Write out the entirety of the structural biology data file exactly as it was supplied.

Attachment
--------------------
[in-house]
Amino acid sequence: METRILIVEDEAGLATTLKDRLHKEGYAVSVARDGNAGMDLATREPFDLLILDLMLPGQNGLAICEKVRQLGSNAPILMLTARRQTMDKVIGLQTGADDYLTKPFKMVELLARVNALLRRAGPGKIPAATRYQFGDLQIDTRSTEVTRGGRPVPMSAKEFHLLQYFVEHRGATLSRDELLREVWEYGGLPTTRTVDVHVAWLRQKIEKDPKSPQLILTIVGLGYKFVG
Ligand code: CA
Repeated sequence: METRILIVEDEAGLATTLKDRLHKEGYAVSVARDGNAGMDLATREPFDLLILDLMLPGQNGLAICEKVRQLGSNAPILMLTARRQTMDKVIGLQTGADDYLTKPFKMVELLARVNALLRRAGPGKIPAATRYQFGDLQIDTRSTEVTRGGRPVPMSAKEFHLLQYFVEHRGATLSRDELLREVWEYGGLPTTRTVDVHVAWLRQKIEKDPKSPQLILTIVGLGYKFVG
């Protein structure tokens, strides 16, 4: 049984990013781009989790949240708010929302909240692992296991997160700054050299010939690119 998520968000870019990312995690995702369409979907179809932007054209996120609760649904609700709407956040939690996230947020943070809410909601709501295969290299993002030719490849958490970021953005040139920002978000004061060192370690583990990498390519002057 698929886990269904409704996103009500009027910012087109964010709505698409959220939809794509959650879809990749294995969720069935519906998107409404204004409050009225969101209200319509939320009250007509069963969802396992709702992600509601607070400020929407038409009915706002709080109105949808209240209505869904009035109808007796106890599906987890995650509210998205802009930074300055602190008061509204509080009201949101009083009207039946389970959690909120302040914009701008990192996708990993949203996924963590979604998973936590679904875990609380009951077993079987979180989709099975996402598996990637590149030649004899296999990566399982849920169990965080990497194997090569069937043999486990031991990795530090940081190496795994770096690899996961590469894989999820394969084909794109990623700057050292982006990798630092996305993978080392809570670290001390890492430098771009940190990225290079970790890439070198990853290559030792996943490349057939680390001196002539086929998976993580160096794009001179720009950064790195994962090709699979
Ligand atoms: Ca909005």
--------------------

[in-house]
Amino acid sequence: METRILIVEDEAGLATTLKDRLHKEGYAVSVARDGNAGMDLATREPFDLLILDLMLPGQNGLAICEKVRQLGSNAPILMLTARRQTMDKVIGLQTGADDYLTKPFKMVELLARVNALLRRAGPGKIPAATRYQFGDLQIDTRSTEVTRGGRPVPMSAKEFHLLQYFVEHRGATLSRDELLREVWEYGGLPTTRTVDVHVAWLRQKIEKDPKSPQLILTIVGLGYKFVG
Ligand code: CA
Repeated sequence: METRILIVEDEAGLATTLKDRLHKEGYAVSVARDGNAGMDLATREPFDLLILDLMLPGQNGLAICEKVRQLGSNAPILMLTARRQTMDKVIGLQTGADDYLTKPFKMVELLARVNALLRRAGPGKIPAATRYQFGDLQIDTRSTEVTRGGRPVPMSAKEFHLLQYFVEHRGATLSRDELLREVWEYGGLPTTRTVDVHVAWLRQKIEKDPKSPQLILTIVGLGYKFVG
């Protein structure tokens, strides 16, 4: 049984990013781009989790949240708010929302909240692992296991997160700054050299010939690119 998520968000870019990312995690995702369409979907179809932007054209996120609760649904609700709407956040939690996230947020943070809410909601709501295969290299993002030719490849958490970021953005040139920002978000004061060192370690583990990498390519002057 698929886990269904409704996103009500009027910012087109964010709505698409959220939809794509959650879809990749294995969720069935519906998107409404204004409050009225969101209200319509939320009250007509069963969802396992709702992600509601607070400020929407038409009915706002709080109105949808209240209505869904009035109808007796106890599906987890995650509210998205802009930074300055602190008061509204509080009201949101009083009207039946389970959690909120302040914009701008990192996708990993949203996924963590979604998973936590679904875990609380009951077993079987979180989709099975996402598996990637590149030649004899296999990566399982849920169990965080990497194997090569069937043999486990031991990795530090940081190496795994770096690899996961590469894989999820394969084909794109990623700057050292982006990798630092996305993978080392809570670290001390890492430098771009940190990225290079970790890439070198990853290559030792996943490349057939680390001196002539086929998976993580160096794009001179720009950064790195994962090709699979
Ligand atoms: Ca909005």